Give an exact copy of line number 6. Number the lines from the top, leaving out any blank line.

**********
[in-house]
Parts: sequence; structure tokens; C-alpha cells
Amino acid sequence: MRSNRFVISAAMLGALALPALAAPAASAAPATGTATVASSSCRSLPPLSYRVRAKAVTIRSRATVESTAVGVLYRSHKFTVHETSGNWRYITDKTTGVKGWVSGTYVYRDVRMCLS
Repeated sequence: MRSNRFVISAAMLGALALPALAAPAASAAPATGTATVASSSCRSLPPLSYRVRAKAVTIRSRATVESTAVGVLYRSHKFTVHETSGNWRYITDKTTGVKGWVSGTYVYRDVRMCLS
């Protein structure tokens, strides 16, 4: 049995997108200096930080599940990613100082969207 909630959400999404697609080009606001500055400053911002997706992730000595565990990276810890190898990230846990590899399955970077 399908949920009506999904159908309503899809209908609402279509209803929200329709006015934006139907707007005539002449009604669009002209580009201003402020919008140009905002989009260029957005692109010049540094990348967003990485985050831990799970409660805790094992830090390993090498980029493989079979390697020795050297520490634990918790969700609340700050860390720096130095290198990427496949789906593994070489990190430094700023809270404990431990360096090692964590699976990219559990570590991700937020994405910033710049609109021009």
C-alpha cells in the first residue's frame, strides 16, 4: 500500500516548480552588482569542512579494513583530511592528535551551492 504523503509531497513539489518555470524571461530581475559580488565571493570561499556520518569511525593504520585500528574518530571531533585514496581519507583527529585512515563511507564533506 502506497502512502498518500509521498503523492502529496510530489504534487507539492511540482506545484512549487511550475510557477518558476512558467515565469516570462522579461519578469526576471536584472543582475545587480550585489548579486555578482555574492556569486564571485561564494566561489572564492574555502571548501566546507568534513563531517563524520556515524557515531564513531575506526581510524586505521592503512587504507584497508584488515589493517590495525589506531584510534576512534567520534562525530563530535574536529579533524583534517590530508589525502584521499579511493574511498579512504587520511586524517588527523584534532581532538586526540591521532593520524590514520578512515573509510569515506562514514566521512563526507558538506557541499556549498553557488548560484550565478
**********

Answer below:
C-alpha cells in the first residue's frame, strides 16, 4: 500500500516548480552588482569542512579494513583530511592528535551551492 504523503509531497513539489518555470524571461530581475559580488565571493570561499556520518569511525593504520585500528574518530571531533585514496581519507583527529585512515563511507564533506 502506497502512502498518500509521498503523492502529496510530489504534487507539492511540482506545484512549487511550475510557477518558476512558467515565469516570462522579461519578469526576471536584472543582475545587480550585489548579486555578482555574492556569486564571485561564494566561489572564492574555502571548501566546507568534513563531517563524520556515524557515531564513531575506526581510524586505521592503512587504507584497508584488515589493517590495525589506531584510534576512534567520534562525530563530535574536529579533524583534517590530508589525502584521499579511493574511498579512504587520511586524517588527523584534532581532538586526540591521532593520524590514520578512515573509510569515506562514514566521512563526507558538506557541499556549498553557488548560484550565478